Adam Frost hosts the third episode of Gardeners’ World Winter Special this evening, during which he shows viewers how to grow climbing plants to cover dull surfaces in the garden. He built a rose arch from scratch and started a new blackcurrant plant to cover a dull wall in his garden, though his most important tip was to give your garden soil “much needed love” by adding mulch. Gardening experts reveal the best time to do it to avoid killing your outdoor plants.
Adam explained that mulching is essential to ensure that all the “time and effort” that goes into your garden throughout the year isn’t wasted in the cold winter months.
Since moving into his new property, the Gardeners’ World presenter has been looking to “improve the soil” in his garden.
He said: “I’m in a really dry part of the county, so really started mulching properly in September. Make sure some moisture starts to show up in the ground, and then lock that moisture in. And I just Taking it to probably next March, April.
“If you’re somewhere that’s a little wet, your window gets smaller. So you’re probably not going to mulch until well into next spring, because I think if something kills the plants, it’s winter.” Wetter than cold”
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The Gardener’s World host explained that he used about 50ml of well rotted compost mixed with a little composted bark into the soil.
She said: “It will keep the weeds down. But for me too, the most important thing is that over time, it will decompose and it will put that goodness back into the soil.”
According to Adam, mulch should be concentrated around woody plants such as trees and shrubs. The TV gardener said that you should make sure to put the compost back in because you don’t want the mulch “around the neck” of the plants.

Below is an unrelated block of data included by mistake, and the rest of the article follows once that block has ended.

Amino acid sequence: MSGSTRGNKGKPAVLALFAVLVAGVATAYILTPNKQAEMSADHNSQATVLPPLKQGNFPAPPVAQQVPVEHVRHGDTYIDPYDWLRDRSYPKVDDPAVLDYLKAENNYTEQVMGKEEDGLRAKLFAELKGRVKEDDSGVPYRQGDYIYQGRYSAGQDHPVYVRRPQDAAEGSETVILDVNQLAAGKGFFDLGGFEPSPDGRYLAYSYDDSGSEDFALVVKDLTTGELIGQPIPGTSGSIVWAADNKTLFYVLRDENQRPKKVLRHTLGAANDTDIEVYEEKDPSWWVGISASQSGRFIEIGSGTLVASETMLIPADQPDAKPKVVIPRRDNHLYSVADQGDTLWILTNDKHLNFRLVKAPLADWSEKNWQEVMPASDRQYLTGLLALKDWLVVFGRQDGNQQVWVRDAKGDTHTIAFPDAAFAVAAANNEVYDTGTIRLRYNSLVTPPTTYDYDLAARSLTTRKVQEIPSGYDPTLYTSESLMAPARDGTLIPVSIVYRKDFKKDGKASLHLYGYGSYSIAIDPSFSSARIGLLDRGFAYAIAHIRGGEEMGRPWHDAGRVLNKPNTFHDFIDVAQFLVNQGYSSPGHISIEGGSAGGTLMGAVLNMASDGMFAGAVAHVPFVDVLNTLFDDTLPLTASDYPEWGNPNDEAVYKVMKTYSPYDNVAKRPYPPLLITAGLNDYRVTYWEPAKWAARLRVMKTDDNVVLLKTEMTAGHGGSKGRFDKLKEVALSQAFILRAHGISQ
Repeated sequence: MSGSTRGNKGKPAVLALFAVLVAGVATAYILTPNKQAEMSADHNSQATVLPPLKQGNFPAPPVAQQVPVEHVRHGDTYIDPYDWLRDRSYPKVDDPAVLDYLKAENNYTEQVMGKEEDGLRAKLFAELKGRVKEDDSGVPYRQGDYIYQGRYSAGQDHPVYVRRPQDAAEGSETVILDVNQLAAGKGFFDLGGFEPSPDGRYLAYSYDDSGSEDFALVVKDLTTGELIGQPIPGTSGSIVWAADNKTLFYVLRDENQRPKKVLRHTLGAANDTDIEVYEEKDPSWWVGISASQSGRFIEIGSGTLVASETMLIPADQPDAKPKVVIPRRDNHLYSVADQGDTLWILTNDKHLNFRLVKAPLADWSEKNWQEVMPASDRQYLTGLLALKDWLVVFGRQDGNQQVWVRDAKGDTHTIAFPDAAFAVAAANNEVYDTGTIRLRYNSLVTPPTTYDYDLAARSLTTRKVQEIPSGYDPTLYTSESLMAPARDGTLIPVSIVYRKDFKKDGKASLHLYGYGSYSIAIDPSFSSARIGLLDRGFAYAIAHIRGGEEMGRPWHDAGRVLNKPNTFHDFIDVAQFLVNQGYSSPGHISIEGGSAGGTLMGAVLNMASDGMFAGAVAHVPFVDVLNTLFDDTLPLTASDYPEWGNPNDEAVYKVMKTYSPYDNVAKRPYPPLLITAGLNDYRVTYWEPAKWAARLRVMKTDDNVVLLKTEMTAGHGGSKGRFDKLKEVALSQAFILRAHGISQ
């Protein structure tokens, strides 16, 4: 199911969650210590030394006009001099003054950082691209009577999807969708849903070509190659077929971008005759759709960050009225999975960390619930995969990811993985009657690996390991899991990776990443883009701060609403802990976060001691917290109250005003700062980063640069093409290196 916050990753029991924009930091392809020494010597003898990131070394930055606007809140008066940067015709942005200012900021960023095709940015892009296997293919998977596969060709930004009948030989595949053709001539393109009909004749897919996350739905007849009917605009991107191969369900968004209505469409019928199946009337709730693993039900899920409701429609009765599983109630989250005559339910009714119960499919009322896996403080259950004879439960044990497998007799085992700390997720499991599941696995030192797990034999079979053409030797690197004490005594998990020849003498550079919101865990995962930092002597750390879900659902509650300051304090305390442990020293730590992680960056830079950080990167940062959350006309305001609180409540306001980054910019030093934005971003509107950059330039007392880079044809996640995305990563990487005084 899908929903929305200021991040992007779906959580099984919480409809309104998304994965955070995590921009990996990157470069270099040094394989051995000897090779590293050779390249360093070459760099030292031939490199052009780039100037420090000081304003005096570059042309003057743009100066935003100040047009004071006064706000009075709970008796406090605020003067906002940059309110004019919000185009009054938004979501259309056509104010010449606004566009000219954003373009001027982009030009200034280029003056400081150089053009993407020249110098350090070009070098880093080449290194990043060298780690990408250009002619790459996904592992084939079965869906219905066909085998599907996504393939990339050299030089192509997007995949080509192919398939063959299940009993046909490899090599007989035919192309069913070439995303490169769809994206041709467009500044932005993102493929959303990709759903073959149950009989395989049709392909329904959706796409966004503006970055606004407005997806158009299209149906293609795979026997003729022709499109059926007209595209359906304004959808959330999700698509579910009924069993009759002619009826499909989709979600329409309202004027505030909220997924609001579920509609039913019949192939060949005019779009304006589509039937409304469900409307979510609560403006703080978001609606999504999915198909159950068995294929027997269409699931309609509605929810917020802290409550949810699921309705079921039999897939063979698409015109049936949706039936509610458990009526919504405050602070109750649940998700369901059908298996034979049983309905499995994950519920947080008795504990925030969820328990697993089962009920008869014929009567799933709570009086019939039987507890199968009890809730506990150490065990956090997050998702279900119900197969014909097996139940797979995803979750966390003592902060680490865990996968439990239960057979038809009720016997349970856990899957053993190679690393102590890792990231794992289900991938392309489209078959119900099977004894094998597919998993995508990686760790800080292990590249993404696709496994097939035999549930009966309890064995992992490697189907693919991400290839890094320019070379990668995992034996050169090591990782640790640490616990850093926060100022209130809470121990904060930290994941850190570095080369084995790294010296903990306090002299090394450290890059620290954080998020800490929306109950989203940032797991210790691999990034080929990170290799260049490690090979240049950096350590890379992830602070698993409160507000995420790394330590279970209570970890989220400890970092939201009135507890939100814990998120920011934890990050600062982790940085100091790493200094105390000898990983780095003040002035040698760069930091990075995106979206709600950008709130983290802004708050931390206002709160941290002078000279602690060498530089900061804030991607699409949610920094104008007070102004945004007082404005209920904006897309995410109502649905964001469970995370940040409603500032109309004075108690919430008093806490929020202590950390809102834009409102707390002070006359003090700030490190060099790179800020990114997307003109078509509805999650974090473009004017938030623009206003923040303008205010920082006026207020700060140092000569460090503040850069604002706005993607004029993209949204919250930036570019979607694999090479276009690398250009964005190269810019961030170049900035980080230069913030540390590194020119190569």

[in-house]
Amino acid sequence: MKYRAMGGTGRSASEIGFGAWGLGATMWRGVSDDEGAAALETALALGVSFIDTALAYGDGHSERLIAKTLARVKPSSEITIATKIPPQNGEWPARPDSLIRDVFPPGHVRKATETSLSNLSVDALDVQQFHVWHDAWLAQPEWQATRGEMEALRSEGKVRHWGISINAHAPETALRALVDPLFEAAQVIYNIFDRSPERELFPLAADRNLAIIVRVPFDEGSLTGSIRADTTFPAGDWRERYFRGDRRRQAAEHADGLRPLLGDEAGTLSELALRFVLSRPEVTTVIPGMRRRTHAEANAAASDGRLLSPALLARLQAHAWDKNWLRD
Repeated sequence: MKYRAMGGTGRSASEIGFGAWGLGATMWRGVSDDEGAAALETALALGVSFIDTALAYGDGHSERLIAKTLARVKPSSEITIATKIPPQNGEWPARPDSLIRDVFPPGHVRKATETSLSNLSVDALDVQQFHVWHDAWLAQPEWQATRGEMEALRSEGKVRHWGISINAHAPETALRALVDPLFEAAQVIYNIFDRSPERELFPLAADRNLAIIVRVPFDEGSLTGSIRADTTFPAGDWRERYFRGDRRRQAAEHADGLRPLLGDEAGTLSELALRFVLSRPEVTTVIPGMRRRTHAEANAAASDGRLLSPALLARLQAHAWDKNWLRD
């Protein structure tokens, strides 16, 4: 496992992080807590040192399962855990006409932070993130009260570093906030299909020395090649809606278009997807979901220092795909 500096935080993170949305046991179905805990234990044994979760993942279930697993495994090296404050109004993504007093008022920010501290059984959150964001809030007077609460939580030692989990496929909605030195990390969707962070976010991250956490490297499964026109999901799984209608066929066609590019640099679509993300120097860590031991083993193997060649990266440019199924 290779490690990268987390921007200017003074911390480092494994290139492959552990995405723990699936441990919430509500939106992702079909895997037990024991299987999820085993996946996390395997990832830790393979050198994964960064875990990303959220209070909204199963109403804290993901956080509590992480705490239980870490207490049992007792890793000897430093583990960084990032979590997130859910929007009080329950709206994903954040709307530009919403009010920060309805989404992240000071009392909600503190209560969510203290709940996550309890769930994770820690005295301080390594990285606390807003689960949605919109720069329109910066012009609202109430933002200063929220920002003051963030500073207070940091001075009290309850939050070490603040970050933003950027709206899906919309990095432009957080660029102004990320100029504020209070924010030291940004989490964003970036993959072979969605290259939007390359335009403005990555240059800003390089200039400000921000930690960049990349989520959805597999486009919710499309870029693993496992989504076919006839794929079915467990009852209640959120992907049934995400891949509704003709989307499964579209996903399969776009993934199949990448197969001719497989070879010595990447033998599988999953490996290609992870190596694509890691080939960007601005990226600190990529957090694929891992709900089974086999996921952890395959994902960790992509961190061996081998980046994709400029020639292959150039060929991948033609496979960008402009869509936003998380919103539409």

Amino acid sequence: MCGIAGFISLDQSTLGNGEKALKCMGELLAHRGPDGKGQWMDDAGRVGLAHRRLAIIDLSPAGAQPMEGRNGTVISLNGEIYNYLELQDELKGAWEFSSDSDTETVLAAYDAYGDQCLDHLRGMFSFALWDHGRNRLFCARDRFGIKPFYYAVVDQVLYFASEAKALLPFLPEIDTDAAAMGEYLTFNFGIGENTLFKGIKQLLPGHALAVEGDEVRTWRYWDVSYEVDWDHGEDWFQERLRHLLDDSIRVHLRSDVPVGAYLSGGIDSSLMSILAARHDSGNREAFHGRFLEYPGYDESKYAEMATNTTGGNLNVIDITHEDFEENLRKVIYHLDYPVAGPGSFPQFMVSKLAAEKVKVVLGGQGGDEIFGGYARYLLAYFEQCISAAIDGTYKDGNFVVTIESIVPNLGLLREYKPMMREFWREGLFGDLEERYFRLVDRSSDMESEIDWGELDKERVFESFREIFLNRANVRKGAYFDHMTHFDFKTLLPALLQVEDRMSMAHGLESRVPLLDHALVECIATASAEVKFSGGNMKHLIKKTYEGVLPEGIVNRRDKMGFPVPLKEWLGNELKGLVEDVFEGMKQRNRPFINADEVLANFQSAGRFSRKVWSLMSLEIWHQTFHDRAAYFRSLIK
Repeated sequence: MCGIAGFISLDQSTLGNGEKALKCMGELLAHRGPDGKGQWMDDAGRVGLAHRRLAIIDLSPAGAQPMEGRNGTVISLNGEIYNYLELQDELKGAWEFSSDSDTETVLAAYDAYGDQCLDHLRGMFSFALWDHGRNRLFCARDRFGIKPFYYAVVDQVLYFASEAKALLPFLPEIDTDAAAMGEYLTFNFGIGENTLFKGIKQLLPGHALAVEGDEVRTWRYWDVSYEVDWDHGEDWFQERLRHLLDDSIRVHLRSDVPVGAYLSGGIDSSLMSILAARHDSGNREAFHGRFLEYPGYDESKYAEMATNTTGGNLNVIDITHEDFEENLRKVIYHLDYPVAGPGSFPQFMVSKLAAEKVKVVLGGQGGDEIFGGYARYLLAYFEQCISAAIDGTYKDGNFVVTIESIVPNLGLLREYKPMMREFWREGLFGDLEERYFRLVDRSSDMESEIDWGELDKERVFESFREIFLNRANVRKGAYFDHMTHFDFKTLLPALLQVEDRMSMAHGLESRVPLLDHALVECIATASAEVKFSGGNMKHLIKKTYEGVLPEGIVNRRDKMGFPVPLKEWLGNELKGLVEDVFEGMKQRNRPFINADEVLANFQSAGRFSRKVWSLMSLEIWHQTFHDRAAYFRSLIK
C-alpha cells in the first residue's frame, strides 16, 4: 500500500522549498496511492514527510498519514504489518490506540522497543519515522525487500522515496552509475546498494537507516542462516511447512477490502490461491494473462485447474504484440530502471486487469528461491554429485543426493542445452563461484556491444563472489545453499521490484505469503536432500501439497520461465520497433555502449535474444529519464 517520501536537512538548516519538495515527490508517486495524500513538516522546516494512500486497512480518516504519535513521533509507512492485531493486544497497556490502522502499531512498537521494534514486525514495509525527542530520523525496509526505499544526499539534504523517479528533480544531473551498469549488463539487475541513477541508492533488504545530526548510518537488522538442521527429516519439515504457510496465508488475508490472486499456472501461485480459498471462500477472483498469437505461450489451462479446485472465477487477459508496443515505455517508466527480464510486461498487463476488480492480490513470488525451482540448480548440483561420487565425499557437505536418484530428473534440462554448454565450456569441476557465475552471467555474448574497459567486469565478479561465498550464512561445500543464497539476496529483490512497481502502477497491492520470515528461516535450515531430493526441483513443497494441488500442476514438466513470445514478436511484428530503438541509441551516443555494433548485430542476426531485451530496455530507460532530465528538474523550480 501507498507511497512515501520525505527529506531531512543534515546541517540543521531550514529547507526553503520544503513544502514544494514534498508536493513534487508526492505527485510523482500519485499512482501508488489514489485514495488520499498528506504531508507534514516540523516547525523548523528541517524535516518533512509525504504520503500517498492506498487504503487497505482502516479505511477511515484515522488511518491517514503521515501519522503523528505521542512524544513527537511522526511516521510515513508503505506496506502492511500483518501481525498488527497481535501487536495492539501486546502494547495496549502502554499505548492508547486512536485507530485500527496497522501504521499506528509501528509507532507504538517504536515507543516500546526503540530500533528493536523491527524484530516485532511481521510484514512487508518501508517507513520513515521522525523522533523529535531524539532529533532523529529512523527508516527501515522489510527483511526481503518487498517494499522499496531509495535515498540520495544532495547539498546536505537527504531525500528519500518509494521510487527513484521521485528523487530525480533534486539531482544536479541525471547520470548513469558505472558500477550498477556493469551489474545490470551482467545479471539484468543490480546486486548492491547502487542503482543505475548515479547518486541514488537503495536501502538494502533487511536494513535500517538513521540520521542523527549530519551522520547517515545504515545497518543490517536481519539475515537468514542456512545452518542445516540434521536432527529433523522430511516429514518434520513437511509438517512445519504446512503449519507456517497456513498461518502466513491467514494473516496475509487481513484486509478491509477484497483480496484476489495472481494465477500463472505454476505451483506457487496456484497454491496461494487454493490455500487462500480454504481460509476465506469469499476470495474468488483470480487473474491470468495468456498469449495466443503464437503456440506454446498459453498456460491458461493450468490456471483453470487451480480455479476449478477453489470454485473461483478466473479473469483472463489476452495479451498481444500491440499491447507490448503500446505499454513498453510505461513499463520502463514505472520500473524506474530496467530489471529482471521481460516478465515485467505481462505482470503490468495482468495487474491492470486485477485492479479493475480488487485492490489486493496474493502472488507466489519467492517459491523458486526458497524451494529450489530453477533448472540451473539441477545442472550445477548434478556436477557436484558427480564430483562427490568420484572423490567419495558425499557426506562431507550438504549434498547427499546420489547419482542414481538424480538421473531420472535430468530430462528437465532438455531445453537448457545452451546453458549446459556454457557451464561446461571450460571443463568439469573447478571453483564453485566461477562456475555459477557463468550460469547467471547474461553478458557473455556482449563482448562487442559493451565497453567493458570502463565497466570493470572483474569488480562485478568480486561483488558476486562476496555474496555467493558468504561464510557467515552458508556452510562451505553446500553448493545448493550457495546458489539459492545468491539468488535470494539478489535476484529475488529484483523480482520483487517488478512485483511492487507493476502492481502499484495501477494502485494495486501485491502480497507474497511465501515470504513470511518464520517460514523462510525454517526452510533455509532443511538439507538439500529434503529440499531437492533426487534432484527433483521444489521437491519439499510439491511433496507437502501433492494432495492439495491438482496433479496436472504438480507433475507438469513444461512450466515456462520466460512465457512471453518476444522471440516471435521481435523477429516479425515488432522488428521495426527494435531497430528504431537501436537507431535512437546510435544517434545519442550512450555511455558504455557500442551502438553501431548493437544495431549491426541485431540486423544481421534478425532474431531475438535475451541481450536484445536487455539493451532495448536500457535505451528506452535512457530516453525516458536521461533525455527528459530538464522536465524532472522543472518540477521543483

He said: “What this will do is that it will start to damage the bark and slowly kill the plant.”
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For herbaceous plants, Adam notes that you can wet them “in and around.” He explained that if you’re in a drier part of the country, you should already be mulching your garden.
During the episode, the Gardeners’ World host also showed viewers how to “save space” by growing a blackcurrant plant against a fence.
He planted the fruit in a tucked-away part of the garden that was “a bit dark and dingy”, calling it a “waste of space”.
Adam placed an established blackcurrant plant about 20 cm underground near the fence.
After filling the back with soil, he noticed that he had strung several horizontal wires across the fence to support the plant’s growth.
Gardeners’ World host notes that the fruit usually comes on the previous season’s growth, so it fruits really well on fairly young growth, but against a fence, it will be different.
He explained that before worrying about the result, they have to create the structure. To do this, the horticulturist explained that he would allow the stems to mature over the next few years to “encourage fruit”.
Adam said that “it’s an experiment” and “will take time” to spread across the fence. Before allowing the blackcurrant to grow, he tied the wire in a figure of eight so that the stems would not rub against the wires.